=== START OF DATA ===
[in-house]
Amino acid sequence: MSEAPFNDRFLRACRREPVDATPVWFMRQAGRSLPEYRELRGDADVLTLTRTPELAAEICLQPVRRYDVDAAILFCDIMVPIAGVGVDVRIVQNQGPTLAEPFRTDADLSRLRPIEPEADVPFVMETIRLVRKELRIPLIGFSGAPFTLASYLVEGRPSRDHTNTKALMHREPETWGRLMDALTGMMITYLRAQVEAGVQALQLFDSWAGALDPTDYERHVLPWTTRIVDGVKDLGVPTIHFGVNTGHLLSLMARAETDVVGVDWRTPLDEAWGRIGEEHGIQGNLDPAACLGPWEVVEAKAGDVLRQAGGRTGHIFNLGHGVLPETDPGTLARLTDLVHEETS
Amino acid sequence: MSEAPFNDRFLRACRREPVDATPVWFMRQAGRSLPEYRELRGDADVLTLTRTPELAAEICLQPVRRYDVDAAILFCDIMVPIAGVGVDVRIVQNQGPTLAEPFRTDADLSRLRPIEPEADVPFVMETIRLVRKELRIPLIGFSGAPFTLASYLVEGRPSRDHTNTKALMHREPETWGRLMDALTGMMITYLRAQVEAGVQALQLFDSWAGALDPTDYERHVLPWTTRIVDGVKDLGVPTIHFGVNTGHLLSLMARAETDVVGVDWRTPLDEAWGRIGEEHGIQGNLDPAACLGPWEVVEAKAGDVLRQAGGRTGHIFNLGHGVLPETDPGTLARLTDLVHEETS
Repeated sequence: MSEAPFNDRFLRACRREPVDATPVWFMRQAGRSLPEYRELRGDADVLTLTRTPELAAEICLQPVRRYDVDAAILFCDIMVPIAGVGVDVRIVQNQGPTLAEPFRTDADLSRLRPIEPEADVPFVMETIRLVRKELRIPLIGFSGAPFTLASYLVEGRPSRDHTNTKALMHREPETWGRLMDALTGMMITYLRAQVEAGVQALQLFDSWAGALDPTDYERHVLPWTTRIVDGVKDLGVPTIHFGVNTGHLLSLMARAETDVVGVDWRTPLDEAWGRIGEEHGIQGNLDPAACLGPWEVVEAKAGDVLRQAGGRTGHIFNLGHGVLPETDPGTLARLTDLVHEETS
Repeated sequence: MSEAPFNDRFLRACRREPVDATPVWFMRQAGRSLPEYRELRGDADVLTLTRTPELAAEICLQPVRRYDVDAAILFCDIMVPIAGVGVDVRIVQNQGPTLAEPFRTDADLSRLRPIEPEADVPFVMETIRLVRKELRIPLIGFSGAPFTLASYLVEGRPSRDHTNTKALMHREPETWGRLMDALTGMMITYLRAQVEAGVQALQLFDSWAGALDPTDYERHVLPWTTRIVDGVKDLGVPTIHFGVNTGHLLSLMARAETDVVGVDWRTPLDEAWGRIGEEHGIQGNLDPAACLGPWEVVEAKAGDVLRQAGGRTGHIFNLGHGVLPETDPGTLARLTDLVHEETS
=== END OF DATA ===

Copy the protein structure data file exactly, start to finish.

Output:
[in-house]
Amino acid sequence: MSEAPFNDRFLRACRREPVDATPVWFMRQAGRSLPEYRELRGDADVLTLTRTPELAAEICLQPVRRYDVDAAILFCDIMVPIAGVGVDVRIVQNQGPTLAEPFRTDADLSRLRPIEPEADVPFVMETIRLVRKELRIPLIGFSGAPFTLASYLVEGRPSRDHTNTKALMHREPETWGRLMDALTGMMITYLRAQVEAGVQALQLFDSWAGALDPTDYERHVLPWTTRIVDGVKDLGVPTIHFGVNTGHLLSLMARAETDVVGVDWRTPLDEAWGRIGEEHGIQGNLDPAACLGPWEVVEAKAGDVLRQAGGRTGHIFNLGHGVLPETDPGTLARLTDLVHEETS
Amino acid sequence: MSEAPFNDRFLRACRREPVDATPVWFMRQAGRSLPEYRELRGDADVLTLTRTPELAAEICLQPVRRYDVDAAILFCDIMVPIAGVGVDVRIVQNQGPTLAEPFRTDADLSRLRPIEPEADVPFVMETIRLVRKELRIPLIGFSGAPFTLASYLVEGRPSRDHTNTKALMHREPETWGRLMDALTGMMITYLRAQVEAGVQALQLFDSWAGALDPTDYERHVLPWTTRIVDGVKDLGVPTIHFGVNTGHLLSLMARAETDVVGVDWRTPLDEAWGRIGEEHGIQGNLDPAACLGPWEVVEAKAGDVLRQAGGRTGHIFNLGHGVLPETDPGTLARLTDLVHEETS
Repeated sequence: MSEAPFNDRFLRACRREPVDATPVWFMRQAGRSLPEYRELRGDADVLTLTRTPELAAEICLQPVRRYDVDAAILFCDIMVPIAGVGVDVRIVQNQGPTLAEPFRTDADLSRLRPIEPEADVPFVMETIRLVRKELRIPLIGFSGAPFTLASYLVEGRPSRDHTNTKALMHREPETWGRLMDALTGMMITYLRAQVEAGVQALQLFDSWAGALDPTDYERHVLPWTTRIVDGVKDLGVPTIHFGVNTGHLLSLMARAETDVVGVDWRTPLDEAWGRIGEEHGIQGNLDPAACLGPWEVVEAKAGDVLRQAGGRTGHIFNLGHGVLPETDPGTLARLTDLVHEETS
Repeated sequence: MSEAPFNDRFLRACRREPVDATPVWFMRQAGRSLPEYRELRGDADVLTLTRTPELAAEICLQPVRRYDVDAAILFCDIMVPIAGVGVDVRIVQNQGPTLAEPFRTDADLSRLRPIEPEADVPFVMETIRLVRKELRIPLIGFSGAPFTLASYLVEGRPSRDHTNTKALMHREPETWGRLMDALTGMMITYLRAQVEAGVQALQLFDSWAGALDPTDYERHVLPWTTRIVDGVKDLGVPTIHFGVNTGHLLSLMARAETDVVGVDWRTPLDEAWGRIGEEHGIQGNLDPAACLGPWEVVEAKAGDVLRQAGGRTGHIFNLGHGVLPETDPGTLARLTDLVHEETS